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10 scary facts about Bitcoin

Colin Neagle | June 10, 2013
Before diving into Bitcoin, make sure you know the facts.

Bitcoin's trajectory over the past few years is nothing short of impressive. A peer-to-peer alternative currency whose creator remains anonymous five years later, Bitcoin sounds like something out of a science fiction novel.

However, Bitcoin has paid off for many of its early adopters, and is moving too quickly to be ignored.

While many in the Bitcoin community discredit much of the subjective criticism against the currency, no interested party should dive into a Bitcoin engagement without knowing the facts.

10. Digital Bitcoin wallets are stored unencrypted by default.
Many in the current Bitcoin community are well-versed in technology, and would opt in to encrypt their wallets as soon as they register. However, Bitcoin in the past six months has turned the corner into the mainstream, and will only continue to attract more attention from those who may not be as tech-savvy as its early adopters, and may be less likely to even consider encrypting their wallets.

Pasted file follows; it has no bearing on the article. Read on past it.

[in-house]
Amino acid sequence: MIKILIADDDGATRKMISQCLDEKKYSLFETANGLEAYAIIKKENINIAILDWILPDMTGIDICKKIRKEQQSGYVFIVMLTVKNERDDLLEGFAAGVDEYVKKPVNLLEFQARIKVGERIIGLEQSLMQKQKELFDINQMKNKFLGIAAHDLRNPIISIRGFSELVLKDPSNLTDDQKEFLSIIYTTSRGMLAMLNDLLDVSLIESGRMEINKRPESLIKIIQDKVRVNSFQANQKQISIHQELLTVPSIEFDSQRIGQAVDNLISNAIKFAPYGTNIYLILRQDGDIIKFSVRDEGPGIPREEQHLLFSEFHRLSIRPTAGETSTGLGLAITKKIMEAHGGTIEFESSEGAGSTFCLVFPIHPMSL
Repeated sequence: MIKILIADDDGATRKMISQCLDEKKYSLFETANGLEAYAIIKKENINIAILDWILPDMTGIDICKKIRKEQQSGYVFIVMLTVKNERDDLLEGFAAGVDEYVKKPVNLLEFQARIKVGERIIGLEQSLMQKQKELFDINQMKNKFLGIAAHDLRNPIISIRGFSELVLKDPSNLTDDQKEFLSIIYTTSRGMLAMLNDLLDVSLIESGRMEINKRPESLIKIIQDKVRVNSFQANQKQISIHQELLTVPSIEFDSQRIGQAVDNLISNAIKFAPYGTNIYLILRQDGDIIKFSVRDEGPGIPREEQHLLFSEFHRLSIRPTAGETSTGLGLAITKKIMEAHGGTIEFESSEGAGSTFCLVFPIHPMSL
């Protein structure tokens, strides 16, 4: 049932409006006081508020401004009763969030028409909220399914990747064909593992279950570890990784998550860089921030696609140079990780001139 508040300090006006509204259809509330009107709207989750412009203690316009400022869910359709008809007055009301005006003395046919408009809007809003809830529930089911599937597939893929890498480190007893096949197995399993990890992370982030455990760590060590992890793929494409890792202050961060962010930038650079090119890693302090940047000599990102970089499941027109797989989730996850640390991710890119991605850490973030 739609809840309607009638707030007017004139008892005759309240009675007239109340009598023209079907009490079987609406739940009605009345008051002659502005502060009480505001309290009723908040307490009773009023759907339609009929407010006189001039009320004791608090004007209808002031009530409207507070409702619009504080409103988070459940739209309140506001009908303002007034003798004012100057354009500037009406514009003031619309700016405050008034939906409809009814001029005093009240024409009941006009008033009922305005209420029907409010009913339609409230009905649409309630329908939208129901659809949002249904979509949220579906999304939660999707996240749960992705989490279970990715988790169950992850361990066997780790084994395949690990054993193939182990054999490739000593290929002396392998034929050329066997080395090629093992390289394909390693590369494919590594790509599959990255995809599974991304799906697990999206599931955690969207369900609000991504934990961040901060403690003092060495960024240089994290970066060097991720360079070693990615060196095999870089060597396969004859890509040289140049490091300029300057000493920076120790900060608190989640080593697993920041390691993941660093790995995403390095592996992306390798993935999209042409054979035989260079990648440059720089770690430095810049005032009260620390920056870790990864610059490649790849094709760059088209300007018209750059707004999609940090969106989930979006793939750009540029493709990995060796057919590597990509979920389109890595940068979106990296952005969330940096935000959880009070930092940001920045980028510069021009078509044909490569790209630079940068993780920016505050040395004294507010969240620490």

Consider Florida, where high rates of retirees and senior citizens who are unfamiliar with safe online behavior have made the state the national leader in identity theft, at a rate of 361 cases per 100,000 residents. That's almost twice the No. 2 state, neighboring Georgia, which has 194 reported cases per 100,000 residents.

As more people begin to invest in Bitcoin, default encryption will become more important. Whether that becomes a reality remains to be seen.

9. Bitcoin thefts have occurred, sometimes in large quantities.
In June 2011, one user in the Bitcoin forum claimed that 25,000 Bitcoins, the equivalent of $375,000, was stolen from his wallet.Although that was difficult to confirm, it wasn't an isolated incident. Just a few days after that reported theft, Mt. Gox, the exchange where users can buy and sell Bitcoins for U.S. dollars, leaked 60,000 user names, password hashes and email addresses. Mt. Gox later reversed the trades and fixed the problem, but the leak led to the theft of Bitcoins from about 600 users who used the same user names and passwords for their MyBitcoin accounts. One user reported losing more than 2,000 Bitcoins.

In March 2012, a security breach at a web hosting company would lead to the theft of 50,000 Bitcoins, the largest in the currency's history.

8. Old wallets, and their contents, can be retrieved pretty easily.
Another potential issue for those who are less educated on technology is what "changing the password" means for an eWallet. From the Bitcoin Wiki on "weaknesses":

"An old copy of a wallet with its old password is often easily retrievable via an existing backup facility (particularly Apple Time-Machine): draining that old wallet, with its old password, drains the current wallet with the current password -- this is contrary to most non-technical users' expectation of what 'change the password on your wallet' should mean following password compromise."


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